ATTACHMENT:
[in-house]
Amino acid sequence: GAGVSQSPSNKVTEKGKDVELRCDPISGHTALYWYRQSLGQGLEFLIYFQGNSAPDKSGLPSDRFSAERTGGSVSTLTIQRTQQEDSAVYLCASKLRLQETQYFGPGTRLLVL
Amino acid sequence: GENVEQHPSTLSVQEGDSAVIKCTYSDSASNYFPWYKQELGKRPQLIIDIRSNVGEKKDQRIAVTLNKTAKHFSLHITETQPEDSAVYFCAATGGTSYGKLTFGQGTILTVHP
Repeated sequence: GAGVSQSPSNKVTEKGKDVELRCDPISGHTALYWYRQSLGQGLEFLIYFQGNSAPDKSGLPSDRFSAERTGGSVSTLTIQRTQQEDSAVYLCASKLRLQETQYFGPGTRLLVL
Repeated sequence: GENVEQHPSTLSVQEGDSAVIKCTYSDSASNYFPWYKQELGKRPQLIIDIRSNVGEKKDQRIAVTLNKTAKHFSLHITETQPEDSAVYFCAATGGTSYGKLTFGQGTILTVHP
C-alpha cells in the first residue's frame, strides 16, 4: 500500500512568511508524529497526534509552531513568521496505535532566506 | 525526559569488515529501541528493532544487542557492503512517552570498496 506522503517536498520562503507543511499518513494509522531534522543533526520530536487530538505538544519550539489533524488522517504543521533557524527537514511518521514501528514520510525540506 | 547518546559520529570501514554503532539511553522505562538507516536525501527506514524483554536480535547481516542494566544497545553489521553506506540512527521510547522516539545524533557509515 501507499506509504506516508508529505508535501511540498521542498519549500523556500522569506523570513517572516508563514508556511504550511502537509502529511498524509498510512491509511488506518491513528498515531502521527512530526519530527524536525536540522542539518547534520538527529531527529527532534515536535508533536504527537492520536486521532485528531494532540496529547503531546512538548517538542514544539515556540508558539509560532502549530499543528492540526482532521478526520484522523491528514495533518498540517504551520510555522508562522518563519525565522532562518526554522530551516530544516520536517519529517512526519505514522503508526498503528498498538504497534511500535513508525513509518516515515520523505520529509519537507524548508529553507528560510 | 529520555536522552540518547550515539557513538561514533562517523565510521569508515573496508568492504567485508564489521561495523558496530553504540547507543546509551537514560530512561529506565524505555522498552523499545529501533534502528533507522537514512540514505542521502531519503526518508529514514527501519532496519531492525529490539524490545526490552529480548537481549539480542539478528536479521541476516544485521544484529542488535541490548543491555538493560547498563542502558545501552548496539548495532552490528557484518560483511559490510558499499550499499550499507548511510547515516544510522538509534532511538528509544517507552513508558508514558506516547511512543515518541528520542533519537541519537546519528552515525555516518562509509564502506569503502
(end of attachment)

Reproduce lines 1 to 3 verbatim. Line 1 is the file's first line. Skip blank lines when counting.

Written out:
[in-house]
Amino acid sequence: GAGVSQSPSNKVTEKGKDVELRCDPISGHTALYWYRQSLGQGLEFLIYFQGNSAPDKSGLPSDRFSAERTGGSVSTLTIQRTQQEDSAVYLCASKLRLQETQYFGPGTRLLVL
Amino acid sequence: GENVEQHPSTLSVQEGDSAVIKCTYSDSASNYFPWYKQELGKRPQLIIDIRSNVGEKKDQRIAVTLNKTAKHFSLHITETQPEDSAVYFCAATGGTSYGKLTFGQGTILTVHP